little of the abruptness of sudden death away for
    relatives and friends. I doubt, though, that the
    front of a resuscitative effort is the best way
    to prepare people for sudden death.... Relatives
    and friends are separated from the dying process
    and miss the opportunity to say goodbye when it
    could really matter to them, that is when there
    is still a chance that their loved one is
    listening.

22
Untimely death
  • Research by Jane Seymour within a British context
    points to significant similarities in the
    management of traumatic death. In particular,
    comparison of the two studies show how the
    medical, bureaucratic and legal frameworks in
    each country set contexts for death practices.
    Seymour like Timmermans is able to make the link
    between the practices in hospitals by which
    medical staff deal with death and the cultural
    problems caused by the medicalisation of death.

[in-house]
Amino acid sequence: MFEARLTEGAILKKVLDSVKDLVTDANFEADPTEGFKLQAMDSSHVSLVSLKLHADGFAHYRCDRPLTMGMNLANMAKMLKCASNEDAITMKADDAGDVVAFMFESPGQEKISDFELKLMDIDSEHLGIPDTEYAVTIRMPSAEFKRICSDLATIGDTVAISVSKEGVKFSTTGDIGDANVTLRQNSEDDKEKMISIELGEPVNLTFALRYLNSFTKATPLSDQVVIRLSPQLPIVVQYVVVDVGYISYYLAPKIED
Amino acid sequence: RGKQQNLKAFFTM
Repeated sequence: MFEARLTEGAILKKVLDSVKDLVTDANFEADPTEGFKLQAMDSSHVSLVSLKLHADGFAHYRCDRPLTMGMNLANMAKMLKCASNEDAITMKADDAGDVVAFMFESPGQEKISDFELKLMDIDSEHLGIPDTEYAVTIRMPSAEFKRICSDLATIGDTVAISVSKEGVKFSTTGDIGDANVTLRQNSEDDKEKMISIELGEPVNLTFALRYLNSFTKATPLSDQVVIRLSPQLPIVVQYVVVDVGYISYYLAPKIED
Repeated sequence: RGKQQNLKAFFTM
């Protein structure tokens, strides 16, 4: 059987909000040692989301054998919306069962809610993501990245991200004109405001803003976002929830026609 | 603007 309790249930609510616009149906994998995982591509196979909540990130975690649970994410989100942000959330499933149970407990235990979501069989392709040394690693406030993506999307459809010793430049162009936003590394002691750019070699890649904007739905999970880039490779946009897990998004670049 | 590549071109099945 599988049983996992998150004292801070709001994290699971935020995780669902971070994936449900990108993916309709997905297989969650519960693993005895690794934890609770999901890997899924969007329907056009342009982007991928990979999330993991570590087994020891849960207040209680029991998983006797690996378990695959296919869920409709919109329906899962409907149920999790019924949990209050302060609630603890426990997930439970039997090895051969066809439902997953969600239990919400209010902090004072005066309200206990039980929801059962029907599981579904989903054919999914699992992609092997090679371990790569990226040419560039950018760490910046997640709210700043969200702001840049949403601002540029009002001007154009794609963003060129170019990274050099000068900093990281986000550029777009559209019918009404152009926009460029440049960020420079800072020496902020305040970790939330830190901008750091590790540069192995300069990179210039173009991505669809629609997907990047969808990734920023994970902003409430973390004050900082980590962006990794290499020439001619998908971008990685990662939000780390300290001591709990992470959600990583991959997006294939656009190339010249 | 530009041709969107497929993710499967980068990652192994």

The belief in the power of science to solve the
    specific causes of death in particular patients
    is a reflection of the dominance of medical
    institutions to define death and thus old age.
  • Intensive care reflects the modern preoccupation
    with the mastery of disease and the eradication
    of untimely death. It is the place to which
    clinicians may refer a patient when that
    individual stands at the brink of death and is
    beyond the reach of conventional therapies.
    Unravelling the nature of complex disease and
    predicting its outcome is complicated by the lack
    of previous familiarity between health care staff
    and the patient, by the unconscious state of the
    ill person (Muller and Koenig 1988), and by the
    advanced technical abilities of modern medicine
    to blur the boundaries between living and dying.

23
  • Social constructionist perspectives are relevant
    to old age and death as modern society are busy
    changing the fundamentals of the meaning and
    definition of both conditions.